Business Standard

Count every bite to shed flab

Press Trust of India  |  London 

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US Researchers discovered women who wrote down what they eat lost six pounds (2.7kg) more than those who did not record, concluding that old-fashioned calorie counting was more important than the type of diet.

Scientists also found that skipping meals proves counter-productive, as it made dieters resort to eating unhealthy snacks instead. Those who skipped meals lost eight pounds less (3.6kg) than those who did not, The Telgraph reported.

The study team looked at dieting methods among 123 overweight women aged between 50 to 75.

"For individuals who are trying to lose weight, the number one piece of advice based on these study would be to keep a food journal to help meet daily calorie goals," Dr Anne McTiernan, from the Fred Hutchinson Cancer Research Centre in Seattle, said.

"It is difficult to make changes to your diet when you are not paying close attention to what you are eating," McTiernan said.

The study is published in the Journal of the Academy of Nutrition and Dietetics.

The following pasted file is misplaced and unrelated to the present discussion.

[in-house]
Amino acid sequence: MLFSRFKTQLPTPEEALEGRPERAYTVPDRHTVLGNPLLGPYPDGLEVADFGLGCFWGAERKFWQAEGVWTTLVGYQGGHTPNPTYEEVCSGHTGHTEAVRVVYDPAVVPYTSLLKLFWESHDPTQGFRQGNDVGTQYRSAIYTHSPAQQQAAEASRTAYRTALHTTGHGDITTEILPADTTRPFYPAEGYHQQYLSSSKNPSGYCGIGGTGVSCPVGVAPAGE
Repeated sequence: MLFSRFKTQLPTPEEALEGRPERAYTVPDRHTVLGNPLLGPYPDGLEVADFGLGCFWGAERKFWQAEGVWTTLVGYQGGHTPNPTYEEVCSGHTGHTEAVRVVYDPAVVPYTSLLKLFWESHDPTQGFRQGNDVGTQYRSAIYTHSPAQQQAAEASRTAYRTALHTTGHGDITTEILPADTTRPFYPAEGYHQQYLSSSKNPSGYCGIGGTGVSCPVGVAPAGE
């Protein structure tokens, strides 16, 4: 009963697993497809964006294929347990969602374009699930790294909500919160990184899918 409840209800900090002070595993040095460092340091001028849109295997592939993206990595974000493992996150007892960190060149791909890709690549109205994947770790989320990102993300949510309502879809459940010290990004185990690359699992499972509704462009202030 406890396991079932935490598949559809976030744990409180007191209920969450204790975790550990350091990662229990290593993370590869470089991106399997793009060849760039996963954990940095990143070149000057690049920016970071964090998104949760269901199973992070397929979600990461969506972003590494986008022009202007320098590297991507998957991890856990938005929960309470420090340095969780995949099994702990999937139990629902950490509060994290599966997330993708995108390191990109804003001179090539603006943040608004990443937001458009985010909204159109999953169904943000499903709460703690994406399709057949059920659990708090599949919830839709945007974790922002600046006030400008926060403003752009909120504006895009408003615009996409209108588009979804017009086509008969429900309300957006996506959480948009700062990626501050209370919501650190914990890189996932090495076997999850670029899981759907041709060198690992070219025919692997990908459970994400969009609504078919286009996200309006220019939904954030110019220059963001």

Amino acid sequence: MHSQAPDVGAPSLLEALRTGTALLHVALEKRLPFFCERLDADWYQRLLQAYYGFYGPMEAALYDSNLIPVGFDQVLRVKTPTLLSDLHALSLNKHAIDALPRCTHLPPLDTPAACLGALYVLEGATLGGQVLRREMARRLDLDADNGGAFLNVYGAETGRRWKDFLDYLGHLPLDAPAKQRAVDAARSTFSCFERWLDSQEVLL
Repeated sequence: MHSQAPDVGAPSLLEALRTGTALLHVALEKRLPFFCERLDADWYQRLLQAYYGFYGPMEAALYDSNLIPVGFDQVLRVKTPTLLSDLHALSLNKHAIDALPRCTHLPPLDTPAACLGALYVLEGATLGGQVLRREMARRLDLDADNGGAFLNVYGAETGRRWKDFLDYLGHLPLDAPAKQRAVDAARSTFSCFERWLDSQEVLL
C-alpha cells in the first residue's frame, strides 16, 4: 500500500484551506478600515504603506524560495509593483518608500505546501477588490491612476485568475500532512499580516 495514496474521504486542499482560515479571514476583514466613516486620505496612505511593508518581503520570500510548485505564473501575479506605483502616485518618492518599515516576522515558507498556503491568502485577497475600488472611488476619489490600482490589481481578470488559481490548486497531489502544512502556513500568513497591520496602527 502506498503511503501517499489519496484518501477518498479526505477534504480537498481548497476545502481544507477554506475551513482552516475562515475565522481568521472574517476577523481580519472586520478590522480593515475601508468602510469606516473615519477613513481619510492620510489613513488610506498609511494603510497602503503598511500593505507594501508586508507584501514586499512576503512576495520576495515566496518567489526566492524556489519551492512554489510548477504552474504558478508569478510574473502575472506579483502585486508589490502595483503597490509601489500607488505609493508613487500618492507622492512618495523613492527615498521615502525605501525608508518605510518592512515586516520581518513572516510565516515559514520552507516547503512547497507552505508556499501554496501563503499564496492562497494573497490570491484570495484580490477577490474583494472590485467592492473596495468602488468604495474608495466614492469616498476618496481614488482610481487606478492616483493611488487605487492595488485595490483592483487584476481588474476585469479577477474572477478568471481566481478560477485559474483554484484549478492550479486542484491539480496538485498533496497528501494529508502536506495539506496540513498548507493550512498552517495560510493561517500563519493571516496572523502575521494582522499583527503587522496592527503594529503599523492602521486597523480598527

"All the evidence shows that people who use a food diary not only lose more weight but also keep the weight off." Elaine Mealey, from the British Dietetic Association, agreed.

  

Count every bite to shed flab

People who maintain a record of every bite they eat are more successful in losing weight, a new study has found

US Researchers discovered women who wrote down what they eat lost six pounds (2.7kg) more than those who did not record, concluding that old-fashioned calorie counting was more important than the type of diet.

Scientists also found that skipping meals proves counter-productive, as it made dieters resort to eating unhealthy snacks instead. Those who skipped meals lost eight pounds less (3.6kg) than those who did not, The Telgraph reported.

The study team looked at dieting methods among 123 overweight women aged between 50 to 75.

"For individuals who are trying to lose weight, the number one piece of advice based on these study would be to keep a food journal to help meet daily calorie goals," Dr Anne McTiernan, from the Fred Hutchinson Cancer Research Centre in Seattle, said.

"It is difficult to make changes to your diet when you are not paying close attention to what you are eating," McTiernan said.

The study is published in the Journal of the Academy of Nutrition and Dietetics.

"All the evidence shows that people who use a food diary not only lose more weight but also keep the weight off." Elaine Mealey, from the British Dietetic Association, agreed.

  
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